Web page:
12 Songs, 43 Minutes


About Johnny Nocturne Band

Saxophonist, producer, and bandleader John Firmin (aka Johnny Nocturne) formed the Johnny Nocturne Band -- so named for his famous take on "Harlem Nocturne" -- in 1989 to perform at and help out the owner of a blues club in Berkeley, California, with the idea of playing some soul-jazz, or heavily blues-based instrumental jazz. The band has gone on to be a club and festival favorite with a discography extending through the 1990s and into the new millennium.

Raised in Anchorage, Alaska, Firmin grew up in a household full of jazz and blues music, as his father also played saxophones. His earliest musical experiences included playing tenor saxophone in small groups, backing up exotic dancers. In his teens, he learned tunes by Stanley Turrentine, King Curtis, Hank Crawford, and David "Fathead" Newman; Curtis, Crawford, and Newman -- as well as Leroy "Hog" Cooper -- would be among his wide-ranging influences, and he seems to incorporate these artists' styles into his playing effortlessly, while still having his own distinctive sound. Firmin later formed his own eight-piece band that included four horns and four rhythm players. His first big break was the chance to join David Bromberg's then phenomenally popular touring band in 1975. Like any good saxophonist working the club and festival circuit for years, Firmin's sessionography is extensive and includes dozens of recordings. He has recorded and/or toured with the likes of Bromberg, Paula Lockheart, Joe Louis Walker, Rusty Zinn, Bob Dylan, Little Charlie & the Nightcats, Dave Myers, Mark Hummel, and Mitch Woods.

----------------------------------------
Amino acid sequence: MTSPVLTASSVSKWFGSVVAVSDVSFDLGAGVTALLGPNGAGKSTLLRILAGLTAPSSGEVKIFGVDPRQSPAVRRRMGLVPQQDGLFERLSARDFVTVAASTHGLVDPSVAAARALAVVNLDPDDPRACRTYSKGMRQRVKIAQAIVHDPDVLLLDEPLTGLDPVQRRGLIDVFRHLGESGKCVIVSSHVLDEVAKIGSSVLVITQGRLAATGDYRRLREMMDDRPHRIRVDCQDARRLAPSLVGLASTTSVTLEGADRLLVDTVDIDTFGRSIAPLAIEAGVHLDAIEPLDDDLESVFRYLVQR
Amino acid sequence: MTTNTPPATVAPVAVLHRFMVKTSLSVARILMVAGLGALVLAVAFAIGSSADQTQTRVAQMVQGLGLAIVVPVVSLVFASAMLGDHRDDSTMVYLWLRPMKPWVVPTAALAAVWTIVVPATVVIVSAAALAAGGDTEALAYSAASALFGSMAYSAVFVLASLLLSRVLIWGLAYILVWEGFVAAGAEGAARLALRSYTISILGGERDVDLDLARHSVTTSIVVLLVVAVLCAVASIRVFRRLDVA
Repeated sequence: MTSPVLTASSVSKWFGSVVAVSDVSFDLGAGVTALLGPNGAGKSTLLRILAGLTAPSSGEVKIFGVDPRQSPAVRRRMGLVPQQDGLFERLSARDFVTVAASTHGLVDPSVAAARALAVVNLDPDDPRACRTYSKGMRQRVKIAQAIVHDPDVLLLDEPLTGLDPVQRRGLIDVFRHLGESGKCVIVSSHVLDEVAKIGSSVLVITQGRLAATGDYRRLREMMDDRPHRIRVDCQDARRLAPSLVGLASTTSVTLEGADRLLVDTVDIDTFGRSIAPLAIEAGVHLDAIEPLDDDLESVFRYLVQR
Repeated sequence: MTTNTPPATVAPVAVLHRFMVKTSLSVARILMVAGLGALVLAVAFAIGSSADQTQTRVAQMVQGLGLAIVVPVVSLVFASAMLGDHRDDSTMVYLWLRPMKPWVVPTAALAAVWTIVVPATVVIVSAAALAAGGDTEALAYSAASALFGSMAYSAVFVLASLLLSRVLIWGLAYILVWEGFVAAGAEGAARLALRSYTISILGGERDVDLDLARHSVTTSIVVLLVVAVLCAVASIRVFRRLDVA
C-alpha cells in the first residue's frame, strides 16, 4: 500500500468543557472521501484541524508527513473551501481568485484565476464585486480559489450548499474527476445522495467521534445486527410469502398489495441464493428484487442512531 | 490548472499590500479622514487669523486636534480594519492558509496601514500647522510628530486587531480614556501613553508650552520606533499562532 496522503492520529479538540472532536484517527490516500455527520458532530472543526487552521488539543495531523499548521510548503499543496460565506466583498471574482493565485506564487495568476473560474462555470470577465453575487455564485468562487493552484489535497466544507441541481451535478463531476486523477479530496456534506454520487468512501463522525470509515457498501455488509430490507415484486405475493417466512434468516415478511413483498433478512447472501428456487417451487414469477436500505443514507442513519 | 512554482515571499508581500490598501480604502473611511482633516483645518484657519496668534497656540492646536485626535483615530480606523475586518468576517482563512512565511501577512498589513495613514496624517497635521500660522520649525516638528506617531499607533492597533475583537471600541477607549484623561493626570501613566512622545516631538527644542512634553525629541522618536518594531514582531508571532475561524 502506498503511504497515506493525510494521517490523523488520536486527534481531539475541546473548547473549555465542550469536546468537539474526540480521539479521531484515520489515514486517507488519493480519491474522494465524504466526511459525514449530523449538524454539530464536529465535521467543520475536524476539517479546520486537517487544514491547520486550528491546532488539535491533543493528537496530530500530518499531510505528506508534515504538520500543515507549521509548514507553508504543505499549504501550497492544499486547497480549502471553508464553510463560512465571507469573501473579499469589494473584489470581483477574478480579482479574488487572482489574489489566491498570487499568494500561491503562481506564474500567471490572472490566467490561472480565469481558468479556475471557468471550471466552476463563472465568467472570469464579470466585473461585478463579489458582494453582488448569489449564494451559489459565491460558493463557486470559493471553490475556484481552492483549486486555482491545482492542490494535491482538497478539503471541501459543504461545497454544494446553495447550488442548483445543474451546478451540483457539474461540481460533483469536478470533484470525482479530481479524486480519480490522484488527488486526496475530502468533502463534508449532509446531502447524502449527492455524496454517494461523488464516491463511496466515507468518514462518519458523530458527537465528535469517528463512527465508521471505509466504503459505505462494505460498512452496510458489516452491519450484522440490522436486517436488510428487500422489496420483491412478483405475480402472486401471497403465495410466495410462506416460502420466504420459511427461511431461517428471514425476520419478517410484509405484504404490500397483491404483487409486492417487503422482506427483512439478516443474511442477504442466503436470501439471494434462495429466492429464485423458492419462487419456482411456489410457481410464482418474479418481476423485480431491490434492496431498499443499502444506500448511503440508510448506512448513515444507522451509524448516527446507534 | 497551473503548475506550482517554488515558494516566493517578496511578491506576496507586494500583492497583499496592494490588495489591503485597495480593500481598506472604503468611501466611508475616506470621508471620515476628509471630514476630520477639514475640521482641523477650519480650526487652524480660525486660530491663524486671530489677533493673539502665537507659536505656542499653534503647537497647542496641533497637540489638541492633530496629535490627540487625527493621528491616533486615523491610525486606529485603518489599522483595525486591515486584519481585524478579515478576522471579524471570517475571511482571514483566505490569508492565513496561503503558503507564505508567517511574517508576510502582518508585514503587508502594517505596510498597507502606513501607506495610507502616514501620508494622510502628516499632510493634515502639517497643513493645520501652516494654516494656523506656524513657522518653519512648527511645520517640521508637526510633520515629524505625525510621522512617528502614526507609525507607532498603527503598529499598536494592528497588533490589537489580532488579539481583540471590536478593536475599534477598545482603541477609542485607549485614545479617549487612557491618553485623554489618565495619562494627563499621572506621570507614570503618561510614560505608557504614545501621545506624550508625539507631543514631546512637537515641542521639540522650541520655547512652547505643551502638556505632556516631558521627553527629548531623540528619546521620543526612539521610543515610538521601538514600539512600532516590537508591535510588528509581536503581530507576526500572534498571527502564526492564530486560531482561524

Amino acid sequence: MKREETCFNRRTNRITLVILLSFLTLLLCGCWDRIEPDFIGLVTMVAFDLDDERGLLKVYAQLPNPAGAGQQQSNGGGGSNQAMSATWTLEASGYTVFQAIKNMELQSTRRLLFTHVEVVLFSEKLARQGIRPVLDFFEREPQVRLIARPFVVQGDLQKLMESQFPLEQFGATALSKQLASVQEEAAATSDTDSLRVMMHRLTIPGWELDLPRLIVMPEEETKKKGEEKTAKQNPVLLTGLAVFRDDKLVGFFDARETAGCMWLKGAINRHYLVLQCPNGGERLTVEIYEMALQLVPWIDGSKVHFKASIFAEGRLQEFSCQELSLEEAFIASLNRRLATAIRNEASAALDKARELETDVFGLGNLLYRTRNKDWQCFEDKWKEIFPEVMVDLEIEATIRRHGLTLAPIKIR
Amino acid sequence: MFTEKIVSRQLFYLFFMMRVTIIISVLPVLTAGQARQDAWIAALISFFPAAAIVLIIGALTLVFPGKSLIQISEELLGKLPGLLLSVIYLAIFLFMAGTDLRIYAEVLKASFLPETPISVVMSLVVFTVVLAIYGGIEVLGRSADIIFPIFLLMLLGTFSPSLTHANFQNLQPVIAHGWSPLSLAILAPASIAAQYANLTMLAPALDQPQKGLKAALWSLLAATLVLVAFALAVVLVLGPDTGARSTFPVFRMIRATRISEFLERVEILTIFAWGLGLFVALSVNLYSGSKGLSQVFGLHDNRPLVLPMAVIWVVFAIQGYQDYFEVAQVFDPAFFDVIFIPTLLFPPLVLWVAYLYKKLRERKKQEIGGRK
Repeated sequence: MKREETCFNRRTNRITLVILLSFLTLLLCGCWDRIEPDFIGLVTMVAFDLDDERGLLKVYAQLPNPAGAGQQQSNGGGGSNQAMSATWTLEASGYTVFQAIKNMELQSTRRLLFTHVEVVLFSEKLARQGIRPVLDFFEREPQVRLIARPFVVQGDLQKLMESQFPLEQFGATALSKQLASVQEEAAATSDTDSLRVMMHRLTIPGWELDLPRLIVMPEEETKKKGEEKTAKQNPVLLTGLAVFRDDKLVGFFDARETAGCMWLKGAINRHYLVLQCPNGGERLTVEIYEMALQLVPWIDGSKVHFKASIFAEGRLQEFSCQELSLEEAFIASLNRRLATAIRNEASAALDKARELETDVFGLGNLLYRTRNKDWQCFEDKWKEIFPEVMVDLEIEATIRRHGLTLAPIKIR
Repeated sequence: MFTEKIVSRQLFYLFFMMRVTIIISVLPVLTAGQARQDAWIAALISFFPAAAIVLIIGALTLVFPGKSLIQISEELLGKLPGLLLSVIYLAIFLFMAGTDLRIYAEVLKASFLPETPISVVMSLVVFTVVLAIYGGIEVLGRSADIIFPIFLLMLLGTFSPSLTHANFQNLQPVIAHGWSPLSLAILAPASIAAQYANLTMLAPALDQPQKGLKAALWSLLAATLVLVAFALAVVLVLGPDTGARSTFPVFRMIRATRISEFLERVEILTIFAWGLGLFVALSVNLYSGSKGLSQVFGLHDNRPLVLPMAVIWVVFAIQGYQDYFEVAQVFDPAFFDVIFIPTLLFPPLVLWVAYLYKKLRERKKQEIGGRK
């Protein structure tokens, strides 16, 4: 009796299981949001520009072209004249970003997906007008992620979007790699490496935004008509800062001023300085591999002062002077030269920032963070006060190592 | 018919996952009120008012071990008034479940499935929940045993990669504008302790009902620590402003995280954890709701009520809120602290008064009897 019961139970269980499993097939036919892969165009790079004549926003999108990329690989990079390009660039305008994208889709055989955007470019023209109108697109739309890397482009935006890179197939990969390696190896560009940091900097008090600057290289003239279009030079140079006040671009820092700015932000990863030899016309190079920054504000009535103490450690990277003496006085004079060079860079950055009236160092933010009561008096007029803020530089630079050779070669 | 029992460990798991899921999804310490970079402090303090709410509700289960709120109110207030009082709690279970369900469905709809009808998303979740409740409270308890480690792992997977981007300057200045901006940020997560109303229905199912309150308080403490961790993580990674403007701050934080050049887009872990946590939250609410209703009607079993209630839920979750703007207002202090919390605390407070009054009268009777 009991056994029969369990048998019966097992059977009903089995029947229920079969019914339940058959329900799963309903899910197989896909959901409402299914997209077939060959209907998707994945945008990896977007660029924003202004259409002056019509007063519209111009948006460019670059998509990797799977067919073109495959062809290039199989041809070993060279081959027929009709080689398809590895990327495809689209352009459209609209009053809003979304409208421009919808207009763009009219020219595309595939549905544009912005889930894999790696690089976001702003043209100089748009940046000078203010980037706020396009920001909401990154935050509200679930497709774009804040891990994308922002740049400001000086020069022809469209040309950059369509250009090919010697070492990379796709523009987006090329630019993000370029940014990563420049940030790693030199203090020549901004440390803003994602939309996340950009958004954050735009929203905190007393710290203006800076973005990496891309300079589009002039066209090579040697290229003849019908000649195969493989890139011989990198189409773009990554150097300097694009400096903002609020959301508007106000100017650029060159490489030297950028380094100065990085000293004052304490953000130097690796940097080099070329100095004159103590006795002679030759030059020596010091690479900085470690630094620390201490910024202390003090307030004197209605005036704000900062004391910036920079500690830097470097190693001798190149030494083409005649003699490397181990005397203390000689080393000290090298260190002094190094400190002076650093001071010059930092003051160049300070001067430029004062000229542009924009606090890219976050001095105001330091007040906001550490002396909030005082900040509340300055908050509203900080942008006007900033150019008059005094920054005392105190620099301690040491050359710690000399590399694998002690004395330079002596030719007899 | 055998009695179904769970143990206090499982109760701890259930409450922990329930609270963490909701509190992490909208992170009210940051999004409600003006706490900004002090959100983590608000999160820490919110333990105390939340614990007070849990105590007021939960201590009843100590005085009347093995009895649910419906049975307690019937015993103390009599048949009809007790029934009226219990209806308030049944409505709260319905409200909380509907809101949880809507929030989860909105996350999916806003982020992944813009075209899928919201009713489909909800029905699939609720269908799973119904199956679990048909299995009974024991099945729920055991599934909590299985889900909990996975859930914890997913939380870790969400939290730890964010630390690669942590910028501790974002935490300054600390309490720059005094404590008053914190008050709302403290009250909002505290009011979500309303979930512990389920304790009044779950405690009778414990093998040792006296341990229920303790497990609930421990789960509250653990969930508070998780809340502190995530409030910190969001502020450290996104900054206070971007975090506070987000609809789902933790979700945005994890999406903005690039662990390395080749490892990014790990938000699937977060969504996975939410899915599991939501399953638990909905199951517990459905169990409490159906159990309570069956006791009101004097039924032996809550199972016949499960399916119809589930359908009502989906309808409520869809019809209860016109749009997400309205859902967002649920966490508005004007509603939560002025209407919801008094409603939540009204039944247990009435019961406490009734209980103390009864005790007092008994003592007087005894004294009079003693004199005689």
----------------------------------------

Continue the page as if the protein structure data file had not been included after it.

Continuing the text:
After the formation of the Johnny Nocturne Band in 1989, the group garnered a positive review in the local press and was asked to play at the legendary (now sadly defunct) San Francisco Blues Festival that same year. Hot on the heels of their appearance at the prestigious festival, Firmin and his band began an ongoing series of shows at Slim's in San Francisco, a blues and jazz club partly owned by Dallas-raised vocalist and songwriter Boz Scaggs. At Slim's, the Johnny Nocturne Band had their chance to expand their already vast repertoire, backing up the likes of Johnny Adams, Laverne Baker, Earl King, Johnny "Clyde" Copeland, and Otis Clay. The band performed several years in a row at the Umbria Jazz Festival in Italy and also toured other parts of Europe as well as Japan.

The band landed a deal with Rounder Records in the 1990s and has issued a bevy of fine recordings for that label. Most recently, they released Million Dollar Secret with vocalist Kim Nalley for the label, but other good 1990s releases for Rounder include Wild and Cool, Shake ‘Em Up, and Wailin' Daddy. More recently, Firmin and his band have issued recordings on Blue Bucket Records. They include Good to the Damn Bone and Blues Volume. The former includes vocal contributions from three distinguished female vocalists, Brenda Boykin, Kim Nalley, and Miss Dee. Miss Dee was formerly the featured vocalist with the Johnny Otis Band. Blues Volume showcases the wide-ranging talents of Miss Dee exclusively. ~ Richard Skelly



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